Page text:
Now, in a surprise move, Bob Iger is returning to run Disney, and the current CEO, Bob Chapek, is stepping down immediately.

No reason was given, but Chapek's management has been criticized of late, with Disney's stock down more than 40 percent this year. Chapek actually succeeded Iger back in early 2020. Iger widely respected at Disney.

He previously led the company for 15 years and oversaw the acquisitions of Pixar, Marvel and Lucasfilm, which brought them the "Star Wars" franchise.

Still to come, why one of the artists behind the World Cup theme song walked out on an interview in Qatar.


UNIDENTIFIED MALE: I'm just asking that people are going to ask. What's the problem?

MALUMA, SINGER: You're rude.

UNIDENTIFIED MALE: I'm rude? Why I'm rude, Maluma? I don't think -- I think this is what people say. This is what people think.




HOLMES: One of the artists behind the World Cup theme song walked out of an interview in Qatar after being grilled about the host country's poor human rights record.

Ahead of the tournament, Colombian singer Maluma was asked where he stood on Qatar's violations, especially considering other artists' refused to participate in the World Cup because of the abuses.

Here's how he reacted.


UNIDENTIFIED MALE: Maluma, don't you have problems with --with human rights relations on this country?

MALUMA: Yes, but it's something that I can't resolve. I just came here to enjoy life, enjoy soccer. The party of soccer is not -- is not actually something that I have to be involved with. I'm here enjoying my music and the beautiful life of playing soccer, too.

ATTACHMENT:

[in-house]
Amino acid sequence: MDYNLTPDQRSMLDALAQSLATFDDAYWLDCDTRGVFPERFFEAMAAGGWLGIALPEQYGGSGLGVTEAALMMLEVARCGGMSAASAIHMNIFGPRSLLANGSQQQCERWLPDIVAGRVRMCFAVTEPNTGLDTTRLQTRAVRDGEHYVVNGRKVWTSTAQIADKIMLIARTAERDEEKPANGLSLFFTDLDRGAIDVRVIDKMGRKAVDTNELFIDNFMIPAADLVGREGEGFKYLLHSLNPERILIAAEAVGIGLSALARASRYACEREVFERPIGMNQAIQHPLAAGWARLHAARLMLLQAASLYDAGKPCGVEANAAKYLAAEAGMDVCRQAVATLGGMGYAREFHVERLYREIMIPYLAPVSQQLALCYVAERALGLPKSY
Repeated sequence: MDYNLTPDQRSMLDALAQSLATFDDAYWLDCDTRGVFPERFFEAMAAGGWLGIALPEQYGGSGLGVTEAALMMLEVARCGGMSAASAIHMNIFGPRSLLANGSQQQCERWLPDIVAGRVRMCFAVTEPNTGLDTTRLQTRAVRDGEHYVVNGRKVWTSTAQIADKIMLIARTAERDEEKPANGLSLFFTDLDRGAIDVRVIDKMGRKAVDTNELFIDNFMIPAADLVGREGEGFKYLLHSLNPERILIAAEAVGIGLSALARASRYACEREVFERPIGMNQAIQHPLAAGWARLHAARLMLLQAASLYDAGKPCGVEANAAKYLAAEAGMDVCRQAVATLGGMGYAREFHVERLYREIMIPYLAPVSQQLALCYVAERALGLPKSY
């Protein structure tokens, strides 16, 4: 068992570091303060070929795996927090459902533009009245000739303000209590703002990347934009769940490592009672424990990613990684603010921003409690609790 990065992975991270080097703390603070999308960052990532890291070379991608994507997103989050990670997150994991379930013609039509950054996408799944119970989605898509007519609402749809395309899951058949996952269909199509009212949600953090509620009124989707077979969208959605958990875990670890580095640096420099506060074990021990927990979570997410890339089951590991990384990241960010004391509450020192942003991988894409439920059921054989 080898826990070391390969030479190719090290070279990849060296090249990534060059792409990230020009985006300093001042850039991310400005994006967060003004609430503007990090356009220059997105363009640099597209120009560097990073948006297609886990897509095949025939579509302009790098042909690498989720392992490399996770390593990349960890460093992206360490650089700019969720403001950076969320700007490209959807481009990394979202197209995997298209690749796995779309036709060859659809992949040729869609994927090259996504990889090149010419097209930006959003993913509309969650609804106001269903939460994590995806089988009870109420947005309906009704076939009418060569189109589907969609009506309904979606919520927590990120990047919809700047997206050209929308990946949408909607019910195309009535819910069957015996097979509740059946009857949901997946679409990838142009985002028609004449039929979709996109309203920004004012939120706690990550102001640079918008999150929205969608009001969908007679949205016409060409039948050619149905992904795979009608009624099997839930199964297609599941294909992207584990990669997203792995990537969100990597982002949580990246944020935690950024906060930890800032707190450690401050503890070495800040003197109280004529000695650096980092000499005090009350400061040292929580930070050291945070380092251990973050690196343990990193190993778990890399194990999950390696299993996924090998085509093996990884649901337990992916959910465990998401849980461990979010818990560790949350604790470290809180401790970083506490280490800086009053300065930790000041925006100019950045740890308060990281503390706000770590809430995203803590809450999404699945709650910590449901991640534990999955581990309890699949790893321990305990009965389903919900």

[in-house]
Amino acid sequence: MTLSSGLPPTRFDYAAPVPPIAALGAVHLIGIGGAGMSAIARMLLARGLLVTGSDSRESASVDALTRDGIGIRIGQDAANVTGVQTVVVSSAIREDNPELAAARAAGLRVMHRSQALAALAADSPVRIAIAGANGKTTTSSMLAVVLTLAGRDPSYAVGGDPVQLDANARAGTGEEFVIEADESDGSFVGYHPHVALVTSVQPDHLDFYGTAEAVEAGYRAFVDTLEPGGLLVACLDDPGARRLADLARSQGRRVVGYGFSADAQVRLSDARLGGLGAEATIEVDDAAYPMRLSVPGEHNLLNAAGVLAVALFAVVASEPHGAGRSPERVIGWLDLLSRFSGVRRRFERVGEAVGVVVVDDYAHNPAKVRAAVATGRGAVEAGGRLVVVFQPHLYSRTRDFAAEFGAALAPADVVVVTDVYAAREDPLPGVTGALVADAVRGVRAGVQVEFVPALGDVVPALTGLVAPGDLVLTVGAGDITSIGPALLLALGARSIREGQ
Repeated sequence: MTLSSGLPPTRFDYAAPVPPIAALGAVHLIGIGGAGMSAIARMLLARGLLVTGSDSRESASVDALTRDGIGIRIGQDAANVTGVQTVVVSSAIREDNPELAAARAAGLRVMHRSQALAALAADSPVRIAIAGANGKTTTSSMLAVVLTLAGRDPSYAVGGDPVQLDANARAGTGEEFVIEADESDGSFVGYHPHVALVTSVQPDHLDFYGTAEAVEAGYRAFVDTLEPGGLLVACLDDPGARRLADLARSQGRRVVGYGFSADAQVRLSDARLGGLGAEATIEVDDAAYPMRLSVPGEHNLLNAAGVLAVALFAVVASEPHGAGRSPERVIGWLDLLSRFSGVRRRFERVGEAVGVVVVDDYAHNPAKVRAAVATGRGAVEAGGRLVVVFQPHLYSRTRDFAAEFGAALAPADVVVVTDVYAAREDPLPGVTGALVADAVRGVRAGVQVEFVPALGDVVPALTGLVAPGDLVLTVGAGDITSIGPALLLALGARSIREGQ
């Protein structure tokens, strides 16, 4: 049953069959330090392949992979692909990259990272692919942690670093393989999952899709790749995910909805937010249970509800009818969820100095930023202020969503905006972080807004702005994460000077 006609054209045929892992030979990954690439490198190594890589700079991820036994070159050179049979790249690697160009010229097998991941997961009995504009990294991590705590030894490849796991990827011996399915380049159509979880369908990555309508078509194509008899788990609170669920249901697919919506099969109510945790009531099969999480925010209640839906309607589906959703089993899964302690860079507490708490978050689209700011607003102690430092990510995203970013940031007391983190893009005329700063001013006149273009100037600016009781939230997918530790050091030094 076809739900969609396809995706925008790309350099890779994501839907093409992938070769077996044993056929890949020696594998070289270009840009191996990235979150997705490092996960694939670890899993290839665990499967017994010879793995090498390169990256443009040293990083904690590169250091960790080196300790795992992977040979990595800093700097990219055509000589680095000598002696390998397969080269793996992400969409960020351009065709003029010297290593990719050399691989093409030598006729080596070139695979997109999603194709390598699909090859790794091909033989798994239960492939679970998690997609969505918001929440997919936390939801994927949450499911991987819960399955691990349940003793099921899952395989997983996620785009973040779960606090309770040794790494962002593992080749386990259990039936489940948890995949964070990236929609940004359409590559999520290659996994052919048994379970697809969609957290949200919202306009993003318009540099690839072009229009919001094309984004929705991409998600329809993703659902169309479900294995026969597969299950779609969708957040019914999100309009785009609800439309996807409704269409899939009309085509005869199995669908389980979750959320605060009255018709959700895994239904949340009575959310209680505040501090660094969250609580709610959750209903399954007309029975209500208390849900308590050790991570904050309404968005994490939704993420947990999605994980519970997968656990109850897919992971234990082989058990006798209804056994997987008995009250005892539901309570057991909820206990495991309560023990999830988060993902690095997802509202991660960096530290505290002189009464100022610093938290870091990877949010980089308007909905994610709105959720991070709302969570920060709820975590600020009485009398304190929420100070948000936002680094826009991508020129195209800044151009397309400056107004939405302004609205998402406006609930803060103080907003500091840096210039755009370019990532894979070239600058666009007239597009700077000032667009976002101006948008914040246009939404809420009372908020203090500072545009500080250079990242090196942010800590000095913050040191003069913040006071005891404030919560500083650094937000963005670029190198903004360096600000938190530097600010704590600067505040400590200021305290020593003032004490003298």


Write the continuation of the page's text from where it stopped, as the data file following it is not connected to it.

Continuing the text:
UNIDENTIFIED MALE: But can you understand just people who are going to say that, by the very presence of you here, you are whitewashing -- whitewashing?

MALUMA: I understand. I understand. Do I have to answer that question?


UNIDENTIFIED MALE: OK. No, but I'm just asking that people are going to -- people are going to ask. What the problem? I mean --

MALUMA: You're rude. UNIDENTIFIED MALE: I'm rude? Why I'm rude, Maluma? I don't think -- I think that this is what people say. This is what people think.


HOLMES: After that interview, the singer went on to perform at a FIFA fan festival in Qatar's capital.

A British comedian says he destroyed his own money to protest David Beckham's role as a Qatar World Cup ambassador. Joe Lycett streamed this video -- you can see it there -- which appears to show him shredding two stacks of cash, totaling $11,000.

The comedian says he did it because Beckham failed to cut ties with Qatar. If the football legends had done so, Lycett said he would have donated the money to charities which support queer people in football.

Thanks for spending part of your day with me.

I'm Michael Holmes. You can follow me on Twitter and Instagram, @HolmesCNN. Do stay with us. WORLD SPORT is next. I'll see you in about 15 minutes with more news.